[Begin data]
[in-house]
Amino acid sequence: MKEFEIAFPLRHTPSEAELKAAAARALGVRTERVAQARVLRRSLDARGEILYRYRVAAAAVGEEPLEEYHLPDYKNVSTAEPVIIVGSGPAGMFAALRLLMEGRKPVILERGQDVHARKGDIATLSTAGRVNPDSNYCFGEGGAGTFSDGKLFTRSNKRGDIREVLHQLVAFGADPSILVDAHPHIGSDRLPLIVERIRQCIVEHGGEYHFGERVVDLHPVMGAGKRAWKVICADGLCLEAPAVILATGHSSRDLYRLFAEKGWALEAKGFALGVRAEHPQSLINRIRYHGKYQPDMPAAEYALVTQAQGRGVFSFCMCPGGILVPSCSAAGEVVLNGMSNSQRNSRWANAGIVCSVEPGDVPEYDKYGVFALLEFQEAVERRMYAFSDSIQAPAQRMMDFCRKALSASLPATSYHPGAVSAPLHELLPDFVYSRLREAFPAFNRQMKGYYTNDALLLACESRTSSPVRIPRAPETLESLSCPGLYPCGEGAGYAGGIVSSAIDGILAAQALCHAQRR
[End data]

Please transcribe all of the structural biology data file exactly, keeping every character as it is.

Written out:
[in-house]
Amino acid sequence: MKEFEIAFPLRHTPSEAELKAAAARALGVRTERVAQARVLRRSLDARGEILYRYRVAAAAVGEEPLEEYHLPDYKNVSTAEPVIIVGSGPAGMFAALRLLMEGRKPVILERGQDVHARKGDIATLSTAGRVNPDSNYCFGEGGAGTFSDGKLFTRSNKRGDIREVLHQLVAFGADPSILVDAHPHIGSDRLPLIVERIRQCIVEHGGEYHFGERVVDLHPVMGAGKRAWKVICADGLCLEAPAVILATGHSSRDLYRLFAEKGWALEAKGFALGVRAEHPQSLINRIRYHGKYQPDMPAAEYALVTQAQGRGVFSFCMCPGGILVPSCSAAGEVVLNGMSNSQRNSRWANAGIVCSVEPGDVPEYDKYGVFALLEFQEAVERRMYAFSDSIQAPAQRMMDFCRKALSASLPATSYHPGAVSAPLHELLPDFVYSRLREAFPAFNRQMKGYYTNDALLLACESRTSSPVRIPRAPETLESLSCPGLYPCGEGAGYAGGIVSSAIDGILAAQALCHAQRR